Wednesday, we drove over to Gainesville and I rode the Gainesville-Hawthorne trail of 15 miles. The Hawthorne Trail was two miles shorter than the guide said. It began right out of Gainesvilles, initially through the Paine's Prairie Reserve, a state wildlife area. The trail zig-zaged around the edge of the reserve to begin with for about the first three miles, but then it was evident that it was on an old rail bed. The trail head in Hawthorne was not well marked and not at the location described on the internet site. I contacted Rhonda on the walkie-talkie and I located her at a parking lot of the small downtown.

When we were studying the route to the trail on the state map, we had spotted a botanical garden on the map just at the edge of Gainesville and decided to check it out. The GPS took us through town and since it was lunch time, we kept our eyes open for a good place to eat. We spotted a Bono's barbeque and stopped. It was very good. We each had a half pork and half beef brisket sandwich. They had four sauces at the table to choose from.. The waitress told us that there were several of these restaurants in Jacksonville also.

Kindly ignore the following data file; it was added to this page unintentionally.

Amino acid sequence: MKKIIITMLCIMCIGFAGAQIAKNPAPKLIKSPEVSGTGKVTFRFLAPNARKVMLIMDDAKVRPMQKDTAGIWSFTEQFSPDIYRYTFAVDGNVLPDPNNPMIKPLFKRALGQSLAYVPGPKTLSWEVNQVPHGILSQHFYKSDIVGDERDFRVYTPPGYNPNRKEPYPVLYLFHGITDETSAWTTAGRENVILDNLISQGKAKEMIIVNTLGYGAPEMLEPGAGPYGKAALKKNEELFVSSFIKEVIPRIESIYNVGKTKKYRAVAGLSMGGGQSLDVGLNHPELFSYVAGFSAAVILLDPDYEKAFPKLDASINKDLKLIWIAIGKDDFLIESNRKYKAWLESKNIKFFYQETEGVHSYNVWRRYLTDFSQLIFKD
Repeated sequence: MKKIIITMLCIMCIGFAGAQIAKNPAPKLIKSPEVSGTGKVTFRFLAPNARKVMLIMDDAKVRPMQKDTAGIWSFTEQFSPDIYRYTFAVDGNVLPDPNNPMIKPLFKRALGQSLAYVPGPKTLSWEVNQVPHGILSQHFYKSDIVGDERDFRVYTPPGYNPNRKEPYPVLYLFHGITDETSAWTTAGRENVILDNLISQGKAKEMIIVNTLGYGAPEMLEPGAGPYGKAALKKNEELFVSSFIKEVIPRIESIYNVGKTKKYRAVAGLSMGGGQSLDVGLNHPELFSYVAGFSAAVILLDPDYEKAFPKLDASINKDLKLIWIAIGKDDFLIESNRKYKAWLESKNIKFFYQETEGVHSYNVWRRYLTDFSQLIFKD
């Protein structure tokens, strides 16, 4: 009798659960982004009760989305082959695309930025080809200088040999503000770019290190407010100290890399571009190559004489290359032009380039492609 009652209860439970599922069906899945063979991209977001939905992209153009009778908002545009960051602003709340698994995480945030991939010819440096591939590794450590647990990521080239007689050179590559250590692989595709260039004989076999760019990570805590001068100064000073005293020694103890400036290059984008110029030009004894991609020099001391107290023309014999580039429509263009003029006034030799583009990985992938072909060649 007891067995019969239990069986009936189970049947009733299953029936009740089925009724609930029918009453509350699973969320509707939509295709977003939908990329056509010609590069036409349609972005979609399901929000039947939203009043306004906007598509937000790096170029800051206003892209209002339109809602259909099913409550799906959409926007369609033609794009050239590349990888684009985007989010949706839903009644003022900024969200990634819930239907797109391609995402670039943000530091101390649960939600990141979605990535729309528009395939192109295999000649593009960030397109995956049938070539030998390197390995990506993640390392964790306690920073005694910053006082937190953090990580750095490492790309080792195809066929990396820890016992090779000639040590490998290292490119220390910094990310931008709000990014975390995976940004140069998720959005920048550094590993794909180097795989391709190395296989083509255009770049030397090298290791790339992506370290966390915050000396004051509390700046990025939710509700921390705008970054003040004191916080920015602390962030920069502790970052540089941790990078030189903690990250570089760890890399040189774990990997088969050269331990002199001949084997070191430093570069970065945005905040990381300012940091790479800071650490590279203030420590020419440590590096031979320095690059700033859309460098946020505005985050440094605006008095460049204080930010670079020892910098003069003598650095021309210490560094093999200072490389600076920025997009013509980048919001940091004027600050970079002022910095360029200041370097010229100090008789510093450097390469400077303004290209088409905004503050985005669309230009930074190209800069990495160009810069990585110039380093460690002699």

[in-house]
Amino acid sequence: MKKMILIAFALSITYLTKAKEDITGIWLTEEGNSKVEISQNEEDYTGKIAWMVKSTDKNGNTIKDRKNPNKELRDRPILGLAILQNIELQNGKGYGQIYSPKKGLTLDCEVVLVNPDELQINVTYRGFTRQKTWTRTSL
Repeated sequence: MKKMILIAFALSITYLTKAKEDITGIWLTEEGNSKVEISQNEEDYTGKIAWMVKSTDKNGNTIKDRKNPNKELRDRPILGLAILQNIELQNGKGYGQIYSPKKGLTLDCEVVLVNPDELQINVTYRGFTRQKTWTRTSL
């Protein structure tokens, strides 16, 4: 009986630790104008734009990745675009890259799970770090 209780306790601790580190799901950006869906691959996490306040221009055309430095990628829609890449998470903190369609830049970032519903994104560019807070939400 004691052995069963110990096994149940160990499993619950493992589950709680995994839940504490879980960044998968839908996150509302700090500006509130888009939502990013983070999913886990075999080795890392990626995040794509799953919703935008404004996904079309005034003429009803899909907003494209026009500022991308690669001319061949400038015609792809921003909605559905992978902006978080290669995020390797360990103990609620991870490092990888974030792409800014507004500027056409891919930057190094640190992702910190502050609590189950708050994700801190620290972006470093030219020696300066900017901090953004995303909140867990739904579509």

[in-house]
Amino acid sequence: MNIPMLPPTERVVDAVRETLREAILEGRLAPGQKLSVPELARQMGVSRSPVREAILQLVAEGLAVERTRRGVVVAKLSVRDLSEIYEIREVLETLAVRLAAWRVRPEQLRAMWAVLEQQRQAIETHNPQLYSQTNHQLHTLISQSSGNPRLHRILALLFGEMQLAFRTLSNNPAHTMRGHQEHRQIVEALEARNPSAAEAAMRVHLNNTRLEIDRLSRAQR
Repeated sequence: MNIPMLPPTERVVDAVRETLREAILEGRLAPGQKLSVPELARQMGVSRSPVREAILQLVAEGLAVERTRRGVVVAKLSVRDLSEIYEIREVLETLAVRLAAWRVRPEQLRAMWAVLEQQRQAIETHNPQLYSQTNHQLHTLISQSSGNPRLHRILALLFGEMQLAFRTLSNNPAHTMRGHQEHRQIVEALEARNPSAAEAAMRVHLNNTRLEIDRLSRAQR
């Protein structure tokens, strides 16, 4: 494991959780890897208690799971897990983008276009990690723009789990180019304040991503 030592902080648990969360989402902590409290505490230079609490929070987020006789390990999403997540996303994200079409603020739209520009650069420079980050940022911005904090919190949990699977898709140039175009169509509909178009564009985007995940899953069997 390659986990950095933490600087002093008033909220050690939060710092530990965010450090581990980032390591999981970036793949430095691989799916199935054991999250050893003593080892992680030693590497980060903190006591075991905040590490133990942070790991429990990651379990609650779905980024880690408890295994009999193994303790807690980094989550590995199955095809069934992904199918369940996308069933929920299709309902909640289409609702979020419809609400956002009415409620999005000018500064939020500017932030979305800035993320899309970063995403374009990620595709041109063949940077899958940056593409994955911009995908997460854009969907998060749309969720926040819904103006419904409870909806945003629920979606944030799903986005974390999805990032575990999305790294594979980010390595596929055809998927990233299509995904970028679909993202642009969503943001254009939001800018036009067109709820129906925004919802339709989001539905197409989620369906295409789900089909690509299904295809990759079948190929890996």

The Kanapaha Botanical Gardens were very enjoyable, they would have even better in another month. One could learn a great deal about palms there in the gardens. Bulbs, camellias, azaleas and Japanese magnolias were the main things blooming. There was and interesting collection of bamboo. In the collection, were some varieties that I had only seen in magazines.